Understanding the performance characteristics of exascale applications is necessary for identifying and addressing the barriers to achieving performance goals. This becomes more difficult as the architectures become more complex. The Performance Application Programming Interface (PAPI) provides library and application developers with generic and portable access to low-level performance counters found across the exascale machine, enabling users to see the relationships between software performance and hardware events. These relationships provide a critical step toward improving performance.

Project Details

The Exascale PAPI (Exa-PAPI) project is developing a new C++ PAPI (PAPI++) software package from the ground up that offers a standard interface and methodology for using low-level performance counters in CPUs, GPUs, on/off-chip memory, interconnects, and the I/O system, including energy/power management. PAPI++ is building on classic PAPI functionality and strengthening its path to exascale with a more efficient and flexible software design that takes advantage of C++’s object-oriented nature but preserves the low-overhead monitoring of performance counters and adds a vast testing suite.

In addition to providing hardware counter-based information, a standardizing layer for monitoring software-defined events (SDEs) is being incorporated that exposes the internal behavior of runtime systems and libraries, such as communication and math libraries, to the applications. As a result, the notion of performance events is broadened from strictly hardware-related events to include software-based information.

Enabling the monitoring of hardware and software events provides more flexibility to developers when capturing performance information.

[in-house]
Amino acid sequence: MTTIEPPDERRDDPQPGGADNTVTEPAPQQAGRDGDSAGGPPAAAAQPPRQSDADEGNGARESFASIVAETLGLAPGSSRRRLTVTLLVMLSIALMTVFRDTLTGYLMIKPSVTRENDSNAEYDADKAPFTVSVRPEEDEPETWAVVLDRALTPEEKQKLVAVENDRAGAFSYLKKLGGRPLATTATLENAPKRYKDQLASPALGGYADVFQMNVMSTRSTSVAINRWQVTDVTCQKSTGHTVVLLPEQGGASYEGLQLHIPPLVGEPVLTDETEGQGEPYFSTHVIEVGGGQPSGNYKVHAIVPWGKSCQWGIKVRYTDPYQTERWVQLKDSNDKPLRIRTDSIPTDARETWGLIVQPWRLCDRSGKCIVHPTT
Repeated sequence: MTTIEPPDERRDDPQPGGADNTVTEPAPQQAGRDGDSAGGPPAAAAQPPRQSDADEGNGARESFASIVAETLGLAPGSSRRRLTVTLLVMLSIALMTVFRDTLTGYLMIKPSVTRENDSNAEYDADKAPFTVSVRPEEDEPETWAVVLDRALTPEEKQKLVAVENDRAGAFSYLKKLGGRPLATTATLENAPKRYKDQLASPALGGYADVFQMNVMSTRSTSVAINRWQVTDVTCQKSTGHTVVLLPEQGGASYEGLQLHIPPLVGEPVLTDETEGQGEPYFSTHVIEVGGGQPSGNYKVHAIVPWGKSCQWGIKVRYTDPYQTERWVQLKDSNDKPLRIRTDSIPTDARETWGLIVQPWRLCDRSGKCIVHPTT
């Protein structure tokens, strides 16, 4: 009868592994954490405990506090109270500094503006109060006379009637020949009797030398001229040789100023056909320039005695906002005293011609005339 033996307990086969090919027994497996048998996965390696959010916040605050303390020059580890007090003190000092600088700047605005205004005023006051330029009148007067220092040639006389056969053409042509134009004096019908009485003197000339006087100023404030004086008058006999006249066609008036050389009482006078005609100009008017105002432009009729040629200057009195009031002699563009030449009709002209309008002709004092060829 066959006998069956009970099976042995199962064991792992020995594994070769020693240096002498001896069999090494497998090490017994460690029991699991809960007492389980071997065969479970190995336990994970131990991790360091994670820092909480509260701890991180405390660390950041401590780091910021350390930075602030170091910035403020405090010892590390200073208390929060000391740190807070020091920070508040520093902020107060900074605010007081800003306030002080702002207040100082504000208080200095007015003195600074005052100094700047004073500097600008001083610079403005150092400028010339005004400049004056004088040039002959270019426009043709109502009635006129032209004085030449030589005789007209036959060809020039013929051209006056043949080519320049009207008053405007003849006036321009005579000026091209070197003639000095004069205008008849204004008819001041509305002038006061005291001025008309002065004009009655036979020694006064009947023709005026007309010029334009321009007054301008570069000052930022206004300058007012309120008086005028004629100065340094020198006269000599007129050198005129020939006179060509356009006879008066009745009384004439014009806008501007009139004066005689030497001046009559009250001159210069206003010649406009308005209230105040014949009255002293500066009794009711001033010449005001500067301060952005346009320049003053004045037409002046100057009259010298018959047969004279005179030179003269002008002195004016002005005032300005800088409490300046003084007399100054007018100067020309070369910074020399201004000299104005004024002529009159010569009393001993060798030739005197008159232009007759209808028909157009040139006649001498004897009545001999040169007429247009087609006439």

In summary, the Exa-PAPI team is preparing PAPI support to solve the challenges posed by exascale systems by (1) widening its applicability and providing robust support for exascale hardware resources; (2) supporting finer-grain measurement and control of power, thus offering software developers a basic building block for dynamic application optimization under power constraints; extending PAPI to support SDEs; and (4) applying semantic analysis to hardware counters so that application developers can better make sense of the ever-growing list of raw hardware performance events that can be measured during execution.

The team will channel the monitoring capabilities of hardware counters, power usage, and SDEs into a robust PAPI++ software package. PAPI++ is meant to be PAPI’s replacement with a more flexible and sustainable software design.

Principal Investigator(s):

Jack Dongarra, University of Tennessee, Knoxville

Progress to date

  • On the software event front, the team finalized the development of and released the new API to expose any kind of SDE. This extends PAPI’s role so that it becomes the de facto standard for exposing performance-critical events from different software
  • Because the concept of SDEs is new to PAPI, the team worked closely with developers of different libraries and runtimes that serve as natural targets for the early adoption of the new SDE API. To date, the team has integrated SDEs into the sparse linear algebra library MAGMA, the tensor algebra library TAMM (NWChemEx), the task-scheduling runtime PaRSEC, the compiler-based performance analysis tool BYFL, and the High Performance Conjugate Gradients benchmark.
  • On the hardware counter front, the team developed several new PAPI components, such as: (1) “rocm” to support performance counters on AMD GPUs; (2) “rocm_smi” to monitor power usage on AMD GPUs, which is also writeable by users (e.g., to reduce power consumption); (3) a new “io” component to expose I/O statistics exported by the Linux kernel; and (4) “powercap_ppc” to support the monitoring and capping of power usage on IBM PowerPC architectures (Power9 and later).
  • Additionally, the team extended PAPI with CAT, the “Counter_Analysis_Toolkit.” This is a tool to assist with native performance counter disambiguation through micro-benchmarks, which are used to probe different important aspects of modern CPUs to help classify native performance events.

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